To the Navy for continuing its large-scale international mine countermeasures exercises in the Persian Gulf.
Nearly 40 allied and friendly navies joined U.S. warships in May for the International Mine Countermeasure Exercise, a follow-on to a similar, slightly smaller exercise last year. Of particular note, the 35-ship flotilla will operate a total of 18 unmanned sensor and countermine vehicles. The future of undersea warfare belongs to such unmanned craft in at least as great a proportion as air warfare does to UAVs.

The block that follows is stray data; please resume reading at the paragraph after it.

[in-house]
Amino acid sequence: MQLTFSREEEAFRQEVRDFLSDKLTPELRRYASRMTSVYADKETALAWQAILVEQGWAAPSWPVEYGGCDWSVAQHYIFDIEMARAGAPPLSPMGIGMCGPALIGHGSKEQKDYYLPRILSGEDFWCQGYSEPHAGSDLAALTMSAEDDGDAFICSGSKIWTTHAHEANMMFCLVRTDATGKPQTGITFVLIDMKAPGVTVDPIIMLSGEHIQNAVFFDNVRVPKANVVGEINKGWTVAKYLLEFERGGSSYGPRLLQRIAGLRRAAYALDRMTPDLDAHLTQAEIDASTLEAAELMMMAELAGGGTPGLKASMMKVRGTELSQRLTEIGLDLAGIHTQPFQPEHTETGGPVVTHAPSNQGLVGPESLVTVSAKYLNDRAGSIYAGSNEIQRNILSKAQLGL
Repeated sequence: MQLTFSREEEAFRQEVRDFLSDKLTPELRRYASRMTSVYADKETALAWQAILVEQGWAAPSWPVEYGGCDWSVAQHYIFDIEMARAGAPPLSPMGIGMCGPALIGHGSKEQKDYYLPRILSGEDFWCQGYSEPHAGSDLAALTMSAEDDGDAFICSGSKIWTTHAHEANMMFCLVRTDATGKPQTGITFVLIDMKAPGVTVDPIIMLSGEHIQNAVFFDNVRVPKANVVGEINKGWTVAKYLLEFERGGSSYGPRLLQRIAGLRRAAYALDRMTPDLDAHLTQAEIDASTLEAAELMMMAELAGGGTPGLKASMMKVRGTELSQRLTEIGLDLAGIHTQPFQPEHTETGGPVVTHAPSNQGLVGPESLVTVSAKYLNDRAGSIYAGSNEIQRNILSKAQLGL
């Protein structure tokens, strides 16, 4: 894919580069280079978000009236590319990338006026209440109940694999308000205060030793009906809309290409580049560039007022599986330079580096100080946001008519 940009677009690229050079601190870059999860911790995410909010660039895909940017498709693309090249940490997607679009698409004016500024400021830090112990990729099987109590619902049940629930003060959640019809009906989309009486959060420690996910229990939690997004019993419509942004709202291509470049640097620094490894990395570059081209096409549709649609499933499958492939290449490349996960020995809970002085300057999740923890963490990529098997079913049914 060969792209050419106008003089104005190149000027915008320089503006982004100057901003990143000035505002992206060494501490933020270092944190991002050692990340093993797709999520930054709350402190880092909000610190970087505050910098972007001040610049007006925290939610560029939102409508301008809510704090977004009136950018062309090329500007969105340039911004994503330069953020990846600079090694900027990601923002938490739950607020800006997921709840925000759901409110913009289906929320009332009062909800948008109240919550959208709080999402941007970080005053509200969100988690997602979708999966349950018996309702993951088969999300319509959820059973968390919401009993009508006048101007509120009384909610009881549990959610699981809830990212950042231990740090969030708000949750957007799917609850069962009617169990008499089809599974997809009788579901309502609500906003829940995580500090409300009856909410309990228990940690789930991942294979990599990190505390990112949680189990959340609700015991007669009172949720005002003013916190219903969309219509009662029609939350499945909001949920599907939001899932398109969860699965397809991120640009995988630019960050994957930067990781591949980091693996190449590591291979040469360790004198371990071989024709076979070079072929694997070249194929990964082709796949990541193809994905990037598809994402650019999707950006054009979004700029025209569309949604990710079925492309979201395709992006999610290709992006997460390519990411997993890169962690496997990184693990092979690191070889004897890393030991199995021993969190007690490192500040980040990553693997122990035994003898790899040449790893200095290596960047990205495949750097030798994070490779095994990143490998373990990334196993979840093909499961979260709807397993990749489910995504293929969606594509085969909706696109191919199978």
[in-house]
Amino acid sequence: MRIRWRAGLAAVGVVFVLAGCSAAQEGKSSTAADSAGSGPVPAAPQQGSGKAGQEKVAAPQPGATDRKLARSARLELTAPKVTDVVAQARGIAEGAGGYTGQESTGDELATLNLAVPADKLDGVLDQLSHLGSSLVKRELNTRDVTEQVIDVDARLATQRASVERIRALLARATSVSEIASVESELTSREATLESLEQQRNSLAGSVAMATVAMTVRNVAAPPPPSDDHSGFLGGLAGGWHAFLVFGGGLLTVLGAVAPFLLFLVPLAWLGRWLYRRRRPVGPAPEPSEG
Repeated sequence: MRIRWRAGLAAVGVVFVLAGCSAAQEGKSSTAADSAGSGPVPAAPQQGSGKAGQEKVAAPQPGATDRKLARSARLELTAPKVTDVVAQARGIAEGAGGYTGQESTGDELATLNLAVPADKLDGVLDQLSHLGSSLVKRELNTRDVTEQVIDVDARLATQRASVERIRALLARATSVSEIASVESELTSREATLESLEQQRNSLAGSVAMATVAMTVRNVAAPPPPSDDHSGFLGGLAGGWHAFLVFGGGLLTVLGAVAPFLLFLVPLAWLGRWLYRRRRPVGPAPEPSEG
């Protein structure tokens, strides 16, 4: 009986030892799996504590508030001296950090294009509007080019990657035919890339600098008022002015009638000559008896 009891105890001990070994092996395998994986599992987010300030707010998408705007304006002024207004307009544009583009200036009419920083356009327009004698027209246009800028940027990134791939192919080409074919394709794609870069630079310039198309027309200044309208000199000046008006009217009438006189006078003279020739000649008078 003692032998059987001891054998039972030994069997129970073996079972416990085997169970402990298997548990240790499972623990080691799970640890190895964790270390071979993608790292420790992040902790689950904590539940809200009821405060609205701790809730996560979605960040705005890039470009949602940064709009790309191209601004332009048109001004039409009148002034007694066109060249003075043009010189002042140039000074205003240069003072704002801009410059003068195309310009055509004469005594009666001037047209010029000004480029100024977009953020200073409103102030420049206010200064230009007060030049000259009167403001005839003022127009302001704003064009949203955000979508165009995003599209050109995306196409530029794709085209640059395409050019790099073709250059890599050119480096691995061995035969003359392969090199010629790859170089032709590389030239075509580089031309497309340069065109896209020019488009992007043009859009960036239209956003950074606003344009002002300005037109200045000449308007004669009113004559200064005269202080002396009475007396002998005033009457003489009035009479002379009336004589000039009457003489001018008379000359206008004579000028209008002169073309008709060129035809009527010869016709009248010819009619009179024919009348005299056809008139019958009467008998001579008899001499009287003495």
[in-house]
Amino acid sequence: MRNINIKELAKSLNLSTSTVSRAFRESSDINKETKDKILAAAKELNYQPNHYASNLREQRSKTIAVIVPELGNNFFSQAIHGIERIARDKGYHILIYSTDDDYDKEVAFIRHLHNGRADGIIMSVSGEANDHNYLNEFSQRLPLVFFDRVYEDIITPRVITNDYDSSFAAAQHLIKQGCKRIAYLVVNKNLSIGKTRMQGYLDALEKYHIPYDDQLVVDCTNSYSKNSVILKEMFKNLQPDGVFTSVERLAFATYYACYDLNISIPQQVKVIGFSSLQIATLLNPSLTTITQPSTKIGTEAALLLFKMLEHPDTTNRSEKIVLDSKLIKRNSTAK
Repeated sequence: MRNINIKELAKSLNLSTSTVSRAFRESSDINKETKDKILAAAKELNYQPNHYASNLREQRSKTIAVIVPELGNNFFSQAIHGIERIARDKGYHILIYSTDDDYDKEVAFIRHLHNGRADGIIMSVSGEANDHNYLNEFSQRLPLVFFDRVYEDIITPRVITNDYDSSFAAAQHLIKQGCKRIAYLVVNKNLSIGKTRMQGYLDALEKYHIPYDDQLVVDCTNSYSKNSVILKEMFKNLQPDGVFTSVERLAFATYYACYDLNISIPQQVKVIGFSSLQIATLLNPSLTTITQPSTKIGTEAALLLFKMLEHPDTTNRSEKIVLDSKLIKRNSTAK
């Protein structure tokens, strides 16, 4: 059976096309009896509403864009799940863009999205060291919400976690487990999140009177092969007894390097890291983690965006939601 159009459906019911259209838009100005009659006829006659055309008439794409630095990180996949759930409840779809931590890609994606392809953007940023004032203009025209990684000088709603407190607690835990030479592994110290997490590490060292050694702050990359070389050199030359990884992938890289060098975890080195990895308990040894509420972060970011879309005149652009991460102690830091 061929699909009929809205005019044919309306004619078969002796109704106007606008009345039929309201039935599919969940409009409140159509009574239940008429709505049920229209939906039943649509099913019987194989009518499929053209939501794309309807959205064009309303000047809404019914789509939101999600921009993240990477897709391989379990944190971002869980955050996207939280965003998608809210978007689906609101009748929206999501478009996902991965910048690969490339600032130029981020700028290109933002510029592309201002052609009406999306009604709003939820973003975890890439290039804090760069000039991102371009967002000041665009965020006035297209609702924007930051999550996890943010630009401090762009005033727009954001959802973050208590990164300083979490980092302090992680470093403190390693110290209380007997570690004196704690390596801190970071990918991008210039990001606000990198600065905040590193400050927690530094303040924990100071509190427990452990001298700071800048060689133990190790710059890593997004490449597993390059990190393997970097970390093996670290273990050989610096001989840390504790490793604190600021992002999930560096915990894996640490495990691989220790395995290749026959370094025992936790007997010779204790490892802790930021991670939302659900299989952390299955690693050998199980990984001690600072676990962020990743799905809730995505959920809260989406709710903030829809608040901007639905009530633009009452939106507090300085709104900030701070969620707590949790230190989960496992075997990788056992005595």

Certainly, the exercise was meant as a signal to Iran, which periodically threatens to close the Strait of Hormuz with mines and missiles, and so it serves a strategic purpose as well as meeting training requirements. And certainly more practice is needed for this dangerous and delicate work. After last year’s exercise, a former Navy mine-warfare director told PBS that organizers dropped 29 simulated mines overboard and that the assembled countermine forces probably found about half of them.
In a future naval war, cheap mines could easily become the improvised explosive ordinance of the sea. The more practice the Navy can get, the better.